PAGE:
Archive for July, 2020

What I refer to now as ‘the meadow garden’ was originally a lawn, chemically-maintained several times a year by the previous owner. I know this mostly from the mailers that I kept getting from the services that were hoping to continue those treatments, and from the amount of undisturbed soil several inches down when I started digging out garden beds.

From neighbors, I learned that two owners or so previous to me, the yard had been overgrown with volunteer cedars, yews, and ivy, which had to be removed before one of the sales went through. I don’t know why that was — maybe someone’s child got eaten by a tree?

Anyway, there was a LOT of lawn and I had no interest in having such a thing.

But where was I going to begin? I’d had a fairly shady garden….no, that doesn’t sound right. “I had a garden that had many mature trees and not much sun.” There we go.

And now there was this expanse of hammering light that needed something other than a chemically-enhanced monoculture. [One might note that chemically-enhanced monocultures are fraught with other problems].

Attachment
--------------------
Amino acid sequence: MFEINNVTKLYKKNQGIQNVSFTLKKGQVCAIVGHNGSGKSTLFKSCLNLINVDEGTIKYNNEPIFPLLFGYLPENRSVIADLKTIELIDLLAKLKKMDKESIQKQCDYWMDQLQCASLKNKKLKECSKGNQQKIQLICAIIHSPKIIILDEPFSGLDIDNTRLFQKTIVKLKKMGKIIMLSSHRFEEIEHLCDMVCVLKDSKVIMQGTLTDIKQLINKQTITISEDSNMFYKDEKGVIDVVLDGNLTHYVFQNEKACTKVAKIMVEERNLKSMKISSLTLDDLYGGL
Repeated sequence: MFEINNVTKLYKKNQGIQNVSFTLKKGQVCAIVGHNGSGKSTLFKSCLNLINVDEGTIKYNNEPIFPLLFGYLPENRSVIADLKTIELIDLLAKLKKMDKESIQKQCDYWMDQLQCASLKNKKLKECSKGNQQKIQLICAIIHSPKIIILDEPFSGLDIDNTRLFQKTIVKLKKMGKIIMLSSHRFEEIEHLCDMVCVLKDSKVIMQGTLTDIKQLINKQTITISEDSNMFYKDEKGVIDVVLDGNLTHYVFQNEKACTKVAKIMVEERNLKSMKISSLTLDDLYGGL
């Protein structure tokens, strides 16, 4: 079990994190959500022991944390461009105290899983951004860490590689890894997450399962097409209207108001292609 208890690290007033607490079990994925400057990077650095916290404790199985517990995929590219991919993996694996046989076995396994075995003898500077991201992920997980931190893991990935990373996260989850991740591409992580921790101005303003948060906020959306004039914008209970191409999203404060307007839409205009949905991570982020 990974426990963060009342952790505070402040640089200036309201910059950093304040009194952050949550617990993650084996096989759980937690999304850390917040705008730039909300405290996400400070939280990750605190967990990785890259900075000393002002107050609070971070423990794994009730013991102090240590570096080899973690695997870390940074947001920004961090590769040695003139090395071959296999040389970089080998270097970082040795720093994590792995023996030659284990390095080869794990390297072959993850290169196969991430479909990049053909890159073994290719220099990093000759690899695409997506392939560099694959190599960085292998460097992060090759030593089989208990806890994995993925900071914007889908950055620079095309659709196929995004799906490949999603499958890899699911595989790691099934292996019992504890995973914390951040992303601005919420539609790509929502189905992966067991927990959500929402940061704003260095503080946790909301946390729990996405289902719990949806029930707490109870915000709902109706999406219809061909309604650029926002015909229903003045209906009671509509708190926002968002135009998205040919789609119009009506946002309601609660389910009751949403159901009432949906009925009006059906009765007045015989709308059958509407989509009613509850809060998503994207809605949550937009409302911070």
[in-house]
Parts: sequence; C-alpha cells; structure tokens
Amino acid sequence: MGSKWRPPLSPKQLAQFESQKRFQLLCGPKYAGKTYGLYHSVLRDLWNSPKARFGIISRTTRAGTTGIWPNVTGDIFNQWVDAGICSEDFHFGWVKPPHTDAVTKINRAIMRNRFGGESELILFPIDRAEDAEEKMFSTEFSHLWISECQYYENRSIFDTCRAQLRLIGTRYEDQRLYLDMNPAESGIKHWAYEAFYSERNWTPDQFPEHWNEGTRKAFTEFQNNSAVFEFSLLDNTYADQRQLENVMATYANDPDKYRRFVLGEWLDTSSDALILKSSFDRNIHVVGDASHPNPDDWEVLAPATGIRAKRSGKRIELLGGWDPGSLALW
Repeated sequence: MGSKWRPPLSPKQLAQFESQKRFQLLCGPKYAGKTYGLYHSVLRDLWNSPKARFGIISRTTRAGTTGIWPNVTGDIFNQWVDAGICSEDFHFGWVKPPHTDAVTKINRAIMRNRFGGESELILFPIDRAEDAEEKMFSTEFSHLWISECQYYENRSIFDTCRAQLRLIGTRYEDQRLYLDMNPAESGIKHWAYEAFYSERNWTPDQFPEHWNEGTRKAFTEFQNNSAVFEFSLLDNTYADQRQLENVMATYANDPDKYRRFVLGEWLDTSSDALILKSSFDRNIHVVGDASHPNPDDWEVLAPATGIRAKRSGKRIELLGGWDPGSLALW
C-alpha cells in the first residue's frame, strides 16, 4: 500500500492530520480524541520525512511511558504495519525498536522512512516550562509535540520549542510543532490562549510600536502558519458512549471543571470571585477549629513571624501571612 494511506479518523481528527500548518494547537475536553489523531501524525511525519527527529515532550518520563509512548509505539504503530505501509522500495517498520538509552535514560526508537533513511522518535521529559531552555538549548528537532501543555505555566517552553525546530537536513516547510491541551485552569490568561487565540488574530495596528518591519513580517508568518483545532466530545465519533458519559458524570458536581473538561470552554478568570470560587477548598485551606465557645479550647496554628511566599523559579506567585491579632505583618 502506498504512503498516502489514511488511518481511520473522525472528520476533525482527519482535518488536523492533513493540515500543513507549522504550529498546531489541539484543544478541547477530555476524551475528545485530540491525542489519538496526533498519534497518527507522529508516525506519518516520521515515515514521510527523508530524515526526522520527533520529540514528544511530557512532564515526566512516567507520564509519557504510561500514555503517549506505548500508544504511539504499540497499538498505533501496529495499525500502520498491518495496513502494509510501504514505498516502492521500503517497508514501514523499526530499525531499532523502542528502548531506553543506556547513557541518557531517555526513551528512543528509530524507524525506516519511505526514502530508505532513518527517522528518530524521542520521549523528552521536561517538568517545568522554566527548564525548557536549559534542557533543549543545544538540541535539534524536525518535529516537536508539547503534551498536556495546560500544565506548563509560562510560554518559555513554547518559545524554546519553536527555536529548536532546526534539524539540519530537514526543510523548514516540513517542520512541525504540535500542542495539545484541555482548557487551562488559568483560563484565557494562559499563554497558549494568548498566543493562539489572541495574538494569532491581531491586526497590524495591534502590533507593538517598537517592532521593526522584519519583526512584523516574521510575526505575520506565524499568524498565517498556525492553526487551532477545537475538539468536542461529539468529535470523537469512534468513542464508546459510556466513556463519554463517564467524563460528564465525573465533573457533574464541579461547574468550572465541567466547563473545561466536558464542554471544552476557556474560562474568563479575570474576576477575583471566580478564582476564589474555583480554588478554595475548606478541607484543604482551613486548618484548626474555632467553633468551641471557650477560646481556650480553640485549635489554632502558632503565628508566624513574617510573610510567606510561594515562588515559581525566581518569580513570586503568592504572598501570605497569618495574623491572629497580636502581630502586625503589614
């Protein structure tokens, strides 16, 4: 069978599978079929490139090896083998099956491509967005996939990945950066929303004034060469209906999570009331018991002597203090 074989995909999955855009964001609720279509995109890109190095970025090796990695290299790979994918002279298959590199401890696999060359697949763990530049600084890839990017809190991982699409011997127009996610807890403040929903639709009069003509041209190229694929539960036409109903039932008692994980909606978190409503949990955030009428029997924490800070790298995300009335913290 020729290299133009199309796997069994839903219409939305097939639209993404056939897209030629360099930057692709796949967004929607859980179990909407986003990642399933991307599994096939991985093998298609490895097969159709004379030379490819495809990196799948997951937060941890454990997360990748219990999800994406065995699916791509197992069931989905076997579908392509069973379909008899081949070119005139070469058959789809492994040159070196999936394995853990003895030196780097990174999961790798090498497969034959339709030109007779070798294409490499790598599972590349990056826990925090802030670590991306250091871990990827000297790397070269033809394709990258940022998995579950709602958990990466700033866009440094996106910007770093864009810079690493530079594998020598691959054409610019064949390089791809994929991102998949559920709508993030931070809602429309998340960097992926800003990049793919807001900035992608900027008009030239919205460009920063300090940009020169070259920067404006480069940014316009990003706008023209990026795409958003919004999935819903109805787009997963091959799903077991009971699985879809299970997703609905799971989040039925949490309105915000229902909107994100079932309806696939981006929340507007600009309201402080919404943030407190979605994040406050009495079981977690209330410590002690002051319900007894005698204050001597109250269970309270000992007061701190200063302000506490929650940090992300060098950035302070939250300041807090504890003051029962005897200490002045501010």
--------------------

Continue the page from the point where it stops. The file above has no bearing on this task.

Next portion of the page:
Thus, the following plants were ordered:

  • Anchusa Dropmore
  • Achillea
  • Agastache [two types]
  • Asters [two types]
  • Sea holly
  • Arabis
  • Mums
  • Monarda
  • Phlox
  • Leptodermis
  • Russian Sage
  • Teucrium hyrcanicum

Of these, more than a decade later, the Asters, Monarda, and Phlox have weathered the many changes in placement, light, and soil quality. Soil was amended. Roses were in the wrong place, and now the right ones. Seasonal springs were tamed with multiple willows that created a shady area for hosta, persicaria, ferns, and hellebores.

Seedlings became full trees, with birds nesting and singing. A blank canvas of grass has been carved away, year by year, into multispecies islands with green pathways between them.

So while the world is a dumpster fire, the lilies bloom.

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